Think on These Things: Commemoration of Mary’s death helps understand nature of Jesus

Mary gave birth to a child who was fully man, but also fully God, says Orthodox Church member Anastasia Bartlett...

Anastasia Bartlett is the author of Glimpses of Glory and member of St. Aidan’s Orthodox Church in Cranbrook.

Anastasia Bartlett is the author of Glimpses of Glory and member of St. Aidan’s Orthodox Church in Cranbrook.

The Orthodox Church has just commemorated the death of Mary, Jesus’ mother, known as the Dormition of the Theotokos (God-bearer or Mother of God). This event is not found in the Gospels, but in the ancient traditions of the church. It is one of our major feasts, beginning Aug. 1 with a two-week fast that ends on Aug. 15, the Feast Day on Aug. 15 and continuing to Aug. 21.

Recognizing this day speaks to the importance and place of Mary within the church, as well helping us to understand the nature of her Son.

After we became Orthodox, we continued to work with a protestant youth program. One evening was a “dress up as your favourite Bible character” night. One of our daughters chose to dress as Mary. When it came time for everyone to say who they were, she said she was, “Mary, the Mother of God.” She was quickly corrected by another adult worker, “You mean Mary, the Mother of Jesus.”

Early Christians believed in the Trinity: God the Father, Son and Holy Spirit. The Orthodox Church defines the Trinity as three divine persons who share one essence and are coeternal. There never was a time when any of the persons of the Trinity did not exist. God is outside of time and yet the three natures act within time and throughout history.

God created man in His image, so man has three natures; body, soul and spirit. Our body is comparable to the Son. Our soul is comparable to the Father and our spirit is comparable to the Holy Spirit. Each of us is one man with three natures.

The concept of the Trinity is not readily understood by many. (The Orthodox acknowledges this and call it a mystery of God, one of many.) Some say Mary gave birth to the man Jesus who was later endowed with the Christ Spirit. Others will call Jesus a great teacher or prophet, someone with special insight. Others will say He is only the Son of God, believing Jesus to be separate from God and venturing into dangerous territory of polytheism (Christ as a lesser god). All these vague understandings make Christ more than a man but less than God.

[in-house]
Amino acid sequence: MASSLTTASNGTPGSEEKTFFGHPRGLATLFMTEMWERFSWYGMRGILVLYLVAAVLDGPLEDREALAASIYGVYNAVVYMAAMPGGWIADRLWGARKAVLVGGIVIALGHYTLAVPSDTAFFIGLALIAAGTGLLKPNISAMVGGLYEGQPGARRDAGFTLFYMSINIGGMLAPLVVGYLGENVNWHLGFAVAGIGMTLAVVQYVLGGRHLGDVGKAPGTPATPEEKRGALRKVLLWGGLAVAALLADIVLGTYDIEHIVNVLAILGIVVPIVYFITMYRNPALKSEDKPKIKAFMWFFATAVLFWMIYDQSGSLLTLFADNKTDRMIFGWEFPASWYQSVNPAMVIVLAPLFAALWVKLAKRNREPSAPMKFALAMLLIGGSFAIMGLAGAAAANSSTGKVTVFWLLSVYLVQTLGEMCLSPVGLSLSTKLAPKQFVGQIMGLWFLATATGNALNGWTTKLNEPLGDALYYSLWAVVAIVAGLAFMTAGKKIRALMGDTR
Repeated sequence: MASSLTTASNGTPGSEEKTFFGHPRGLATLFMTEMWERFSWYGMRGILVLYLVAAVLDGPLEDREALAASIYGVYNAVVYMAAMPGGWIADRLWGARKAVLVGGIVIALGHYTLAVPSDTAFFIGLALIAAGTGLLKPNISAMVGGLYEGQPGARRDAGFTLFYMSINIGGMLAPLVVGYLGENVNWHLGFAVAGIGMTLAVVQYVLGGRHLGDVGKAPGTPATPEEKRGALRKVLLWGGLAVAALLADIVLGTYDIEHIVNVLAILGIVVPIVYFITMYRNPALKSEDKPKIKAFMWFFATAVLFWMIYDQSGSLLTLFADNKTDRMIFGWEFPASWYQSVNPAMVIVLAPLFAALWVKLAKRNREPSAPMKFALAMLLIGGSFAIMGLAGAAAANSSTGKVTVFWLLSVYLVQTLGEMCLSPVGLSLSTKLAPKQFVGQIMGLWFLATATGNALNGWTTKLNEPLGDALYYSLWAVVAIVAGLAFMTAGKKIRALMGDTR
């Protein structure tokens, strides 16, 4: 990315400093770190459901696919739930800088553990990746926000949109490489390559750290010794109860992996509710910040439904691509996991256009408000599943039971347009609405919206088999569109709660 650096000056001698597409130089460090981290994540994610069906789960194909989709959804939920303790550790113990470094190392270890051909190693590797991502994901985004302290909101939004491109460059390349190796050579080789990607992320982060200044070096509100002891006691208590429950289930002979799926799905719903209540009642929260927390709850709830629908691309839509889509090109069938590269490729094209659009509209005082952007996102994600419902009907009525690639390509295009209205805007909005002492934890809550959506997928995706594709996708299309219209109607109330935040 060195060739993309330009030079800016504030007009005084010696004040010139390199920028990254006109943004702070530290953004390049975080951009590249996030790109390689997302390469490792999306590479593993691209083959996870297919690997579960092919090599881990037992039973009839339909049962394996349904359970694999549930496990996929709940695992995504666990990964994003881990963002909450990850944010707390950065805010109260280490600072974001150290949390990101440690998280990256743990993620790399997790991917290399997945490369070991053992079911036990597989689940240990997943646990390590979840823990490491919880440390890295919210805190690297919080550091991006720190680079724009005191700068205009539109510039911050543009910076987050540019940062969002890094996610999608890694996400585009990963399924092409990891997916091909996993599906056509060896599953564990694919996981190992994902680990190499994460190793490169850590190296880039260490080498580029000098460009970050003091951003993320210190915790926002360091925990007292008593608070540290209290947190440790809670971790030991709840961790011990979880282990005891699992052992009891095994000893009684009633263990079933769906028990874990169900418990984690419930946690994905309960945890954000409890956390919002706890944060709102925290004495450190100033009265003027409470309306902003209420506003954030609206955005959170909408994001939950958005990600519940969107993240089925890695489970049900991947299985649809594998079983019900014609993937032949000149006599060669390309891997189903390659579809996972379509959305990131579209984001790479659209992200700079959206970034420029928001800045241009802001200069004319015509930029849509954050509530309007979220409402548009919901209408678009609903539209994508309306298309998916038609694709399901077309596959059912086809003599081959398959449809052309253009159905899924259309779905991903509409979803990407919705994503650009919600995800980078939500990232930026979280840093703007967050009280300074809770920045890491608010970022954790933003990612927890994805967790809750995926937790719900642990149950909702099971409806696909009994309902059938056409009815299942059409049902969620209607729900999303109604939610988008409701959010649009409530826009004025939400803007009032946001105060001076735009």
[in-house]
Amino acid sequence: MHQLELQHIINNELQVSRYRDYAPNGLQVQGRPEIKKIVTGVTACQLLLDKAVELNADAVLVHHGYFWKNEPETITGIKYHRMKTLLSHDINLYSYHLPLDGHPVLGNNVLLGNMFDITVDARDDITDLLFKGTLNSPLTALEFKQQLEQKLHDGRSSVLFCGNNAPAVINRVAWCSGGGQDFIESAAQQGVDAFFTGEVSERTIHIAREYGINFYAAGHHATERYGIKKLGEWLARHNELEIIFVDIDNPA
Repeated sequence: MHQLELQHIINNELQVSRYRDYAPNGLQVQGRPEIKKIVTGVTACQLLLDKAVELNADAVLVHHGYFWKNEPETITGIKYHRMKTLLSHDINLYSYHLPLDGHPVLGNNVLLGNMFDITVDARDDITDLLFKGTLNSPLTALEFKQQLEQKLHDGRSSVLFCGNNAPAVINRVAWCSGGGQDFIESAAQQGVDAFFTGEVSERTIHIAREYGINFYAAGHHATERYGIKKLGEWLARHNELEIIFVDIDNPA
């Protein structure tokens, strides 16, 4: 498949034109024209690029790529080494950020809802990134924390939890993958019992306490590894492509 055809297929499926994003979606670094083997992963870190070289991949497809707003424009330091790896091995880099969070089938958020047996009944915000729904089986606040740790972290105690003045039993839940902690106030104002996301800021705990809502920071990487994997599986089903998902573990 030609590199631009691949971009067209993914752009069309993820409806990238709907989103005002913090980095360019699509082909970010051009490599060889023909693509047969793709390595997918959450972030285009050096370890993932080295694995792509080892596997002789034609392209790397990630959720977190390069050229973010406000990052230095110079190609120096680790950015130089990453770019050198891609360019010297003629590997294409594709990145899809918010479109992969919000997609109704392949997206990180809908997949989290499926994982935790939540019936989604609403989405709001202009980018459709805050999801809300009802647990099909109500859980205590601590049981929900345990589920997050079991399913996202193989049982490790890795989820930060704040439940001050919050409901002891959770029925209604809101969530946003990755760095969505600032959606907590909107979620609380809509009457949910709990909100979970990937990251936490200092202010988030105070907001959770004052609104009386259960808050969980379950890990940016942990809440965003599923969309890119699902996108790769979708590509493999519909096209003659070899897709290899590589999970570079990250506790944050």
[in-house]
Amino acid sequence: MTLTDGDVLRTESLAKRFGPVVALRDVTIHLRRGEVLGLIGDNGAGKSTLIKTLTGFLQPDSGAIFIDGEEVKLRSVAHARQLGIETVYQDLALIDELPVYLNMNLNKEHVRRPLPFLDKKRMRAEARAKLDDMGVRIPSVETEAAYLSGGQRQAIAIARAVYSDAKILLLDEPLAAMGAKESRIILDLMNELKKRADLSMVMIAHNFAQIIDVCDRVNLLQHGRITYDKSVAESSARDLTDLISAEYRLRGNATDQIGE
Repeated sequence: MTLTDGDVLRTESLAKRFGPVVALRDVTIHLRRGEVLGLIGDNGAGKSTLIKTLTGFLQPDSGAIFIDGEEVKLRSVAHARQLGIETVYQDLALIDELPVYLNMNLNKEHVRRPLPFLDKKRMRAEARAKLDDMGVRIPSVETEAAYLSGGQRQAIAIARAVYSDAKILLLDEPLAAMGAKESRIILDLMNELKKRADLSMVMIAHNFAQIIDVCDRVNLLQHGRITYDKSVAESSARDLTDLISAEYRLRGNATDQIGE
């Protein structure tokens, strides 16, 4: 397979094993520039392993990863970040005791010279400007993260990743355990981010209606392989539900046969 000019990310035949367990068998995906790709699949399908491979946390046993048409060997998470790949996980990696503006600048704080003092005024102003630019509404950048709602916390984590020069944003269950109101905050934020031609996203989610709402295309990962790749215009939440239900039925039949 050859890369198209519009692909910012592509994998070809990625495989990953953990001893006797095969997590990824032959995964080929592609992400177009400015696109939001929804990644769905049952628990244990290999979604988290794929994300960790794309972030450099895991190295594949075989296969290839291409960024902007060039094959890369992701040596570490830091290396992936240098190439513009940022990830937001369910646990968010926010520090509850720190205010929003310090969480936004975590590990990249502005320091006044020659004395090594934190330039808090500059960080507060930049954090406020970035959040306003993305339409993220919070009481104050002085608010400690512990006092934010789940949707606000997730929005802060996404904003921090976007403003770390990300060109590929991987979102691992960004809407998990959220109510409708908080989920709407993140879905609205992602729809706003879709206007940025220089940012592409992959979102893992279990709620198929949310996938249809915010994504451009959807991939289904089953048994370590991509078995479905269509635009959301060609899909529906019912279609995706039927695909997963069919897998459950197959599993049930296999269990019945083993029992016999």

Mary gave birth to a child who was fully man, but also fully God. Jesus appeared to be a great teacher and prophet because He was God speaking directly to His creation. Jesus was the Son of God because everyone has both mother and father and He had no earthly father.

The term Theotokos, God bearer, had been used unofficially in the early years of the church. It was officially recognized in 431 at third Ecumenical Council in Ephesus, to counter Nestorius, then patriarch of Constantinople, who said Mary should be called Christotokos, meaning “Christ bearer”. This restricted her role to being only the mother of “Christ’s humanity” and not his divine nature.

Nestorius’s view was condemned by the council as heresy, since it was dividing Jesus into two distinct persons, one who was Son of Mary, and another, the divine nature, who was not. The council concluded although Jesus has two natures, human and divine, these are eternally united in one personhood. So since Jesus is God incarnate, Mary was known as the Mother of God and entitled Theotokos.

This does not suggest Mary was coeternal with God or that she existed prior to God. The title says more about the nature of Christ than it does His mother.

Even so, Mary was the means God chose to enter His creation. God took flesh from a woman and became man. As the ancient Church hymn states, “He whom the entire universe could not contain was contained within your womb, O Theotokos.”

Mary helps define the church. Mary’s role in God’s plan for salvation refutes complete patriarchal and masculine authority. She is the second Eve, who did not disobey God. She is the first Christian and mother of all Christians. She is one of the first to know of His resurrection and tradition says she was carried into heaven by her Son at her Dormition. She invites all into the love of Christ.

“True Theotokos, we magnify you.”

Creston resident Anastasia Bartlett is the author of Glimpses of Glory and a member of St. Aidan’s Orthodox Church in Cranbrook. St. Aidan’s Pastor Andrew Applegate can be reached at 250-420-1582.


Creston Valley Advance